heard about the Stupak/Pitts amendment, I was in a room with 15 other doctors who
shared my anger and disappointment. We had gathered for a board meeting for Physicians for Reproductive Choice and Health,
and we were horrified by the cruelty the amendment has in store for our
examining rooms, we see women in terrible pain, but their suffering doesn’t
count in Stupak/Pitts world. By banishing abortion from the reform bill, the
amendment punishes women who need to end unwanted or unhealthy pregnancies.
below and on our website
to show what can happen to women physically, financially, and emotionally when
they don’t have insurance coverage for abortion. As physicians, we try our best
to help these women. As advocates, we will fight to protect their access to
From Nancy Stanwood, MD, MPH:
Appreciate our work?
Rewire is a non-profit independent media publication. Your tax-deductible contribution helps support our research, reporting, and analysis.
My patient Carol was excited to
give birth to her first child. Her husband was a Marine serving in
Afghanistan. Sadly, in her second trimester, Carol learned that her baby had a
lethal anomaly. She and her husband made the difficult decision to have an
That’s when they learned that the
military health insurance they relied on wouldn’t cover the abortion unless
Carol’s life was in danger.
Her husband was outraged. He had
just flown back from Afghanistan to be with her, and he angrily asked me, “I’m
over there defending my country, and they won’t even take care of my family?”
From Natalie Roche, MD:
Renee was 18 years old and in
prenatal care for a pregnancy she wanted. Her physician found that she had
an elevated white blood count. Renee was diagnosed with acute leukemia.
Her oncologist could not begin
treatment. The chemotherapy Renee needed came with a risk of miscarriage that
could cause fatal hemorrhaging or infection. She decided to have an abortion to
save her life.
But Renee did not have insurance.
It took time for her to find a doctor who could perform her abortion. The time
she spent searching for a provider she could afford endangered her health. She
developed anemia and dangerously low white blood cell and platelet counts. She
also entered the second trimester of her pregnancy, making her abortion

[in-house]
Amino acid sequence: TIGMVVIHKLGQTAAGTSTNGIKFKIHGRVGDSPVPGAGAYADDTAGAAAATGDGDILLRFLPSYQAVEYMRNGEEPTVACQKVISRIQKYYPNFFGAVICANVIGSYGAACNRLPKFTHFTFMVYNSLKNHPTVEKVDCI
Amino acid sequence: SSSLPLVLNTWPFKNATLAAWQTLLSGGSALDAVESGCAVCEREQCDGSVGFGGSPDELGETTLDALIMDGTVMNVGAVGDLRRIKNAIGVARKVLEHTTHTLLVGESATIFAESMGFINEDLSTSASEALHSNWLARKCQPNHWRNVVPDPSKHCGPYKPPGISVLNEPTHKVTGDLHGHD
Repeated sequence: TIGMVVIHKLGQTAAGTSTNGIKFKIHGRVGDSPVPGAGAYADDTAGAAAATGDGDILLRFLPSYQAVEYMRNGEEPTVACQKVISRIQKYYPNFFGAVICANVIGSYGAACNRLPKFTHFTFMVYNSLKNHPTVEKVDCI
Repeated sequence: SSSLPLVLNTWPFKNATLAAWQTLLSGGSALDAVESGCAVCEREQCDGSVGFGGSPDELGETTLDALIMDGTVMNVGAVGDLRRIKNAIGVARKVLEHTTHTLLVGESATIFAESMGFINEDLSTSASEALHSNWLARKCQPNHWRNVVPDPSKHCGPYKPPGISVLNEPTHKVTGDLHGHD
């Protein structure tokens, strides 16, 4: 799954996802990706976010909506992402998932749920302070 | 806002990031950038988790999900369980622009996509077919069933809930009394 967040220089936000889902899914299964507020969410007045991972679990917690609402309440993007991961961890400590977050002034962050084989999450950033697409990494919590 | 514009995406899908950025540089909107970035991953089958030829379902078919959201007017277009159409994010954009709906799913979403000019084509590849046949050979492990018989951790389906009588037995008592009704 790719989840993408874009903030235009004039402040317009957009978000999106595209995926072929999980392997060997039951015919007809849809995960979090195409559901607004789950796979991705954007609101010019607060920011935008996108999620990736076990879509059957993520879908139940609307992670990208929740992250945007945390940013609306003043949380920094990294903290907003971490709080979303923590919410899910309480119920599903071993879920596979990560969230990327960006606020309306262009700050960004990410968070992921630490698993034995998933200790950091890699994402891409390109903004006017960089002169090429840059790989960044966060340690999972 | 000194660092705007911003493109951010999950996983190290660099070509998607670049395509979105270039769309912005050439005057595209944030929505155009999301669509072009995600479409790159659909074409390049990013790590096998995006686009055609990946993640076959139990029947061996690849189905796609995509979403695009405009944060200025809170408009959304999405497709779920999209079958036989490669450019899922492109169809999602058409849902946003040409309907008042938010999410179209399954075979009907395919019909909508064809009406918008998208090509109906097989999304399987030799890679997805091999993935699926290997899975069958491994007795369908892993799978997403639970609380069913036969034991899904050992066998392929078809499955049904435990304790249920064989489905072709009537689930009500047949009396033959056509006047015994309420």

I performed her abortion
successfully, and Renee went on to have her treatment for leukemia. I do not
know if it was too late.
From Willie Parker, MD, MPH:
A woman who was 16 weeks
pregnant and had an alcohol problem came to me for an abortion. She knew
that she was not ready to be a mother. But she had a condition with her
placenta that made abortion risky, and I had to tell her that the procedure
would require a hospital stay, making it much more expensive.
She didn’t have insurance or enough
money to cover the termination. She had no choice but to continue the
pregnancy. I got her into prenatal care. That was the best I could do.
From Pratima Gupta, MD, MPH:
I wasn’t able to help Anna.
She became pregnant unexpectedly and decided to have an abortion. But when I
started the paperwork for Anna’s procedure, her insurance coverage was denied.
Anna works for the postal service, and as a government employee, she is not
allowed to have health insurance coverage for abortion.
I had to tell Anna that I couldn’t
provide her abortion, and I gave her the phone numbers of some clinics that
could help. In the end, Anna had to borrow money from several friends to pay
for her abortion. I will never forget how frightened and frantic she was to
learn that her good government health insurance didn’t cover the care she
From Renee E. Mestad, MD:
My patient Sherry is 24,
pregnant, and the mother of a 7-month-old son. Although her pregnancy was
not planned, Sherry and her husband were initially excited to have a little
brother or sister for their boy. Then Sherry’s early ultrasound showed she had
twins. She and her husband spent several weeks eagerly anticipating the growth
of their family.
But the next ultrasound showed that
the twins are conjoined, or Siamese. The babies are joined at the head, sharing
a brain, and chest, sharing a heart. They have two spines, four arms, and four
legs. It would be impossible to separate them. If they survive after birth, it
would only be for a few minutes. One heart can’t keep two bodies alive. The
risk of stillbirth is also very high.
Now 19 weeks into her pregnancy,
Sherry tells me she is depressed. She wakes up every morning wondering if today
will be the day her babies will die inside her. How would she deliver them? She
knows that she would probably need a cesarean section because their combined
size might make them too large for the birth canal. Sherry then imagines
carrying the twins for another four and a half months. She sees herself
delivering stillborns or watching her babies die minutes after their birth.
Sherry must decide whether to
continue her pregnancy. An abortion might give her and her husband some
emotional relief. And if the twins are small enough, she might not need surgery
to remove them.
But because Sherry’s insurance will
not pay for her abortion, she has to worry about money on top of her other
fears. She is on Medicaid, which will cover the twins’ delivery, alive or dead,
but not an abortion—fetal abnormality isn’t enough to get around the Hyde
amendment. Although the abortion would be less expensive in a clinic, Sherry
would have to go to a hospital since she could need surgery. She would be
responsible for the entire bill of at least $10,000 to cover the operating
room, anesthesia, medication, and other fees. This expense would destroy her
family’s financial well-being.
Sherry can carry her babies to term
who cannot and will not live, or she can have an abortion and
possibly bankrupt her family.
Sherry’s pregnancy is medically
rare, but her dilemma about money is all too familiar. When a woman doesn’t
have insurance coverage for abortion, she and her family suffer.